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Polymerization of actin from the thymosin β4 complex initiated by the addition of actin nuclei, nuclei stabilizing agents or myosin S1

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Reichert,  Andreas J. J.
Department of Molecular Cell Research, Max Planck Institute for Medical Research, Max Planck Society;

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Heintz,  Daniela
Emeritus Group Biophysics, Max Planck Institute for Medical Research, Max Planck Society;

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Faulstich,  Heinz
Department of Molecular Cell Research, Max Planck Institute for Medical Research, Max Planck Society;

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Citation

Reichert, A. J. J., Heintz, D., Voelter, W. J., Mihelic−Rapp, M., & Faulstich, H. (1994). Polymerization of actin from the thymosin β4 complex initiated by the addition of actin nuclei, nuclei stabilizing agents or myosin S1. FEBS Letters, 347(2), 247-250. doi:10.1016/0014-5793(94)00551-6.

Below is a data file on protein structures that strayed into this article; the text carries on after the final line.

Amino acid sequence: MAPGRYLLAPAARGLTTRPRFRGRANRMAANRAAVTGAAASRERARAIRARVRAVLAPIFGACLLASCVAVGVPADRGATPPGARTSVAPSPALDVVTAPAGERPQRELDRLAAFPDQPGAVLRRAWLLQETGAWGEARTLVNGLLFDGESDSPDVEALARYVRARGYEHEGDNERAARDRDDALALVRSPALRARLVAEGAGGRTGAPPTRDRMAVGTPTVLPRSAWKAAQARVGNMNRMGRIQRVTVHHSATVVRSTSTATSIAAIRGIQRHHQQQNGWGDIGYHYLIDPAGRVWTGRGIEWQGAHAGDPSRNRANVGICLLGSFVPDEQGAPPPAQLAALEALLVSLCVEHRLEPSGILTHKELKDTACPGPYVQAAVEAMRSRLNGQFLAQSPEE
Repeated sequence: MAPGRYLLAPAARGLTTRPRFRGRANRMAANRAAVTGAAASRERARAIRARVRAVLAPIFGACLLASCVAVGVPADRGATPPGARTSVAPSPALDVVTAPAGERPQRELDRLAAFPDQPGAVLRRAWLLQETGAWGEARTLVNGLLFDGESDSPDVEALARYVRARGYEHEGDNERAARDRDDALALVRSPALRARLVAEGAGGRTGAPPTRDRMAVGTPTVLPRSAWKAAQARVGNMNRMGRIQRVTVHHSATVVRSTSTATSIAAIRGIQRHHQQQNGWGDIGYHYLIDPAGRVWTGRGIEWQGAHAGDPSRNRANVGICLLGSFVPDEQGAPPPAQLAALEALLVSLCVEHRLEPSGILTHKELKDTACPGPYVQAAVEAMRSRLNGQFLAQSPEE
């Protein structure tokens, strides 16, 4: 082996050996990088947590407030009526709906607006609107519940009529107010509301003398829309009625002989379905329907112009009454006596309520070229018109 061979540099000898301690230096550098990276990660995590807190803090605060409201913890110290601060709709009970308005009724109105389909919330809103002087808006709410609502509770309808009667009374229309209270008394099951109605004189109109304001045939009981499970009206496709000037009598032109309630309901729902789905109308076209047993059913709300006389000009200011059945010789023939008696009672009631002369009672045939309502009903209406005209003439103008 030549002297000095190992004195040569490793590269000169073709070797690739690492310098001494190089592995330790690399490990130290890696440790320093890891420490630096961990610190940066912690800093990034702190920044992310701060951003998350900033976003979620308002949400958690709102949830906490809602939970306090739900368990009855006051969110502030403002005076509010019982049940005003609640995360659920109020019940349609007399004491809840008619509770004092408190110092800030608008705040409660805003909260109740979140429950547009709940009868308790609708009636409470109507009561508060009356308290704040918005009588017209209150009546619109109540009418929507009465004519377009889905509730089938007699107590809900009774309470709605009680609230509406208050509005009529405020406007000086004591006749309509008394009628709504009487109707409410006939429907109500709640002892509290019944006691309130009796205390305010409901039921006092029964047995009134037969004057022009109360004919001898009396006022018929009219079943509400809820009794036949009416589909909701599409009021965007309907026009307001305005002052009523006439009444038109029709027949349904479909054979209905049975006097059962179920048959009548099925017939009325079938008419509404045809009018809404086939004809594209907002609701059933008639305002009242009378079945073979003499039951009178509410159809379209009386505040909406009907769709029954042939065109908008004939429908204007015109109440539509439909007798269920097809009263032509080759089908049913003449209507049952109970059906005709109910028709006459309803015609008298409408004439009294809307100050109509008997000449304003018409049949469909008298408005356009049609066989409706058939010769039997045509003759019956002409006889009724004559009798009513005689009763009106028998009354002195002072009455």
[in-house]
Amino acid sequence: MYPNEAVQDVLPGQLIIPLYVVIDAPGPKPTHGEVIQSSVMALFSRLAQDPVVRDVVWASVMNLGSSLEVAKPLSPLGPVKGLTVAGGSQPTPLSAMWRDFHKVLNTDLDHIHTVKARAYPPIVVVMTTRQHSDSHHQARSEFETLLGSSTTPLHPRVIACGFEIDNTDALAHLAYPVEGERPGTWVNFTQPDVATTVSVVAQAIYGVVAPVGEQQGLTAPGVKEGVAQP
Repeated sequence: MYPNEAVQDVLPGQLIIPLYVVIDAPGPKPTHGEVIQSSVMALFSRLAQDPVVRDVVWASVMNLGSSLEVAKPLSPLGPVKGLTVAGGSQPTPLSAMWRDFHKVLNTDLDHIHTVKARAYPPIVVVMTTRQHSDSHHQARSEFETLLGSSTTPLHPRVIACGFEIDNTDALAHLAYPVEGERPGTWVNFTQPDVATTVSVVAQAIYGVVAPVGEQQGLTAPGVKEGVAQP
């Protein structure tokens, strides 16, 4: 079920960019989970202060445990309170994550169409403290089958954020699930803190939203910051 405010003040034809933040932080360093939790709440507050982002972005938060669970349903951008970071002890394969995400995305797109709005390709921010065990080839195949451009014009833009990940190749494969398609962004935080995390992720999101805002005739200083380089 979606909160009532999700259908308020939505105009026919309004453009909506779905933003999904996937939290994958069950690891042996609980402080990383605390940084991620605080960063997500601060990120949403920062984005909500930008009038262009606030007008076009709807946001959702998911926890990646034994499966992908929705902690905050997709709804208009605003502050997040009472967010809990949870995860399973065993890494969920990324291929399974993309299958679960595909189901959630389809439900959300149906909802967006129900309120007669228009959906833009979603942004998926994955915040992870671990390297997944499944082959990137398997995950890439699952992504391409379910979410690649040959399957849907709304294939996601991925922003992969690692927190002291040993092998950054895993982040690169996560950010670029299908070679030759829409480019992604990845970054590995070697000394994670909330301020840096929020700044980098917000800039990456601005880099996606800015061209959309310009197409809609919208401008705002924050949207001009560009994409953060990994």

Cite as: http://hdl.handle.net/11858/00-001M-0000-0019-A904-B
Abstract
Thymosin β4 forms a 1:1 complex with actin and thereby prevents polymerization. Rapid formation of filaments from this complex was observed, however, when actin trimers were added. Polymerization can likewise be initiated by the addition of one equivalent of phalloidin or, less effectively, cytochalasin B. Since both toxins, which reportedly support nucleation, have similar effects as the covalently linked actin trimers, it appears that the formation of filaments from the actin—thymosin β4 complex depends on the availability of stable actin nuclei. Remarkably, rapid polymerization was also observed if small amounts of myosin S1 were added, suggesting that also myosin, a protein functionally connected with polymeric actin, can serve as a nucleation center. Considering the existence of thymosin β4 and related peptides in numerous mammalian tissues, our data suggest that spontaneous formation of microfilaments in non-muscle cells may be regulated at the level of nucleation. Uncontrolled polymerization induced by the formation of phalloidin-stabilized nuclei may explain the acute toxic effects of phalloidin in hepatocytes.